After the Harry Potter films received special recognition at the BAFTAs I baffled my housemate by clapping along with a smile on my face. She is not a Harry Potter person. I am.
I heard once that The Simpsons appeals to adults and children because there are jokes in there that appeal to one or the other. Some, the kids will laugh at and others the adult will laugh at (and the kids will not understand why they're funny). Then, when Toy Story 3 came out, one reviewer described its appeal perfectly. It appealed not just to young children but to the young child still in every adult. It is that genius that has brought the magical land of Harry, Ron, Hermione and Hogwarts to so many homes and enjoyed by children and adults alike.
But this is by no means a kiddy story, all lighthearted silliness and magic tricks. Oh no. It goes much MUCH deeper than that. The seven books show all the fun and awkwardness of adolescence but manage to look beyond the normal teen angst and put it into the most imaginative world made since the likes of Lord of the Rings. Though no language was created here by JK Rowling (not sure Parsel tongue counts as its just whistling!) new words were introduced into everyday language - muggles, hipogrifs, even the perfectly horrid insult "mudblood" used to describe those of non magic lineage.
Magical creatures came along with that such as centaurs, unicorns, giants and werewolves and the very evil and creepy dementors who suck out your soul. There are first kisses, first spells, friends, enemies, nice teachers, quirky teachers, evil teachers - all set against a magical backdrop which expands over the seven books.
But there is such a darkness to these books that it appeals to those of us who, like me, can't stand all that fluffy niceness of most children's books. Harry is an orphan and has never known his parents, people die in every book (OK not every book but close enough when you look at the overall death toll). There are bad wizards and good wizards just like there are bad and good people. Wands don't kill people, spells made by evil Azkaban jail escapees do!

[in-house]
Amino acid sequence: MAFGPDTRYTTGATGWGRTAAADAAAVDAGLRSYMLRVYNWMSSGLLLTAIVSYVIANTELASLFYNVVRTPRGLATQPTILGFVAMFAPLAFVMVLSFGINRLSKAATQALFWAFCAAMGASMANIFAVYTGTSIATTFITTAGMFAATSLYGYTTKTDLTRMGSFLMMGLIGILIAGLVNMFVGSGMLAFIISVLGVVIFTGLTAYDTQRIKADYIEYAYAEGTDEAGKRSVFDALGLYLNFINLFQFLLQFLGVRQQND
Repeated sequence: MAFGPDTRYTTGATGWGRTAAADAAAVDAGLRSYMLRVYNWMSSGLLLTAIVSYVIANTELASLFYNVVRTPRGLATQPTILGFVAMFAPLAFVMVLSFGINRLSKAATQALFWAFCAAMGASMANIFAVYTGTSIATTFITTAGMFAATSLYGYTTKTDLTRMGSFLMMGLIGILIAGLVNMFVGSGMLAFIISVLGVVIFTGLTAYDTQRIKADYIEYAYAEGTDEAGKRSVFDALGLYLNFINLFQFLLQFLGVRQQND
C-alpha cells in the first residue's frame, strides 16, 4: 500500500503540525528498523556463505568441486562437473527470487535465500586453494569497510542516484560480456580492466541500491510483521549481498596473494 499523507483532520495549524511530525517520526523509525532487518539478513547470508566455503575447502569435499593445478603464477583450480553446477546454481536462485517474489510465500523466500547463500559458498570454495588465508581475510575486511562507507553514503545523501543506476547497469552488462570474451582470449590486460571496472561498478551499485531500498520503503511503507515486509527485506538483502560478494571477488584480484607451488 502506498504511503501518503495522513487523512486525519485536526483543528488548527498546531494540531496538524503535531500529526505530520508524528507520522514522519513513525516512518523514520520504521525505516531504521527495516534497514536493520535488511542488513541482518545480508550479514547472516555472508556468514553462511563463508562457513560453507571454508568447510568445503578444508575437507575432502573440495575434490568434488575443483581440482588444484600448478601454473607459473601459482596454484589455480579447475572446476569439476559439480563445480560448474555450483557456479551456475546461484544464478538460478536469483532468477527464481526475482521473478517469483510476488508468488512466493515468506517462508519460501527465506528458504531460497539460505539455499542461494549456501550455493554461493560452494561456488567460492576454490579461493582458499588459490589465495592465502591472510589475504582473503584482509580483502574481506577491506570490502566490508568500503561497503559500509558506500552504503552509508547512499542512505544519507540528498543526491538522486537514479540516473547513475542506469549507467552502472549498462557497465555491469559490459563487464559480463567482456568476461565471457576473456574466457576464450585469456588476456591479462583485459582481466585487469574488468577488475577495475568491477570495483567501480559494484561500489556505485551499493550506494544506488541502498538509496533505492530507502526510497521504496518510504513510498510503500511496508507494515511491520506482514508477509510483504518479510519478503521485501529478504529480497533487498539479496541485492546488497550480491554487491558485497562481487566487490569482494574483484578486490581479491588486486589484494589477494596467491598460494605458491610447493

I will admit to having been a total cynic on these books before having read them and only started to try them after a Spanish friend told me she had improved her English tremendously by reading them in English. The language, she told me, was basic enough that it was easier to understand than an adult book but it was interesting enough that you wanted to keep reading. So I bought one and two in Spanish and gave it a whirl. After a couple of months (and frequent glances at my Spanish-English dictionary) I was well onto my way to the fourth book - luckily not long before the fifth book came out. By the time book seven came out, I had read all six in two languages and desperately wanted to know how it would all come together at the end. The poor postman delivered my book the morning of its release and I was not heard from for the rest of the day. Surfacing early that evening, I was in love with the most phenomenal book series I have ever had the pleasure of being immersed in. I had laughed and cried with them all and it had all been worth it.
To other sceptics out there I will say this - book one and two are written for children. OK they all are really but one and two read like they are written for children. 2 is much like 1 so just watch the films and start reading at three. You will love it so much that by the time you get to the end of book 7 you will go back and read 1 and 2 just so you don't have to stop.
And to any budding linguists - it helped my Spanish so much and was fun while doing so. Who'd have thought I would gain such a bizarre vocab list - owl, wand, even the tense of shall "he-who-shall-not-be-named".
So please, read these works of literary genius and experience the world of Harry Potter for yourself. And get a wriggle on - you're going to want to watch the final film when it comes out this year!
(Click here for Part 1 film review)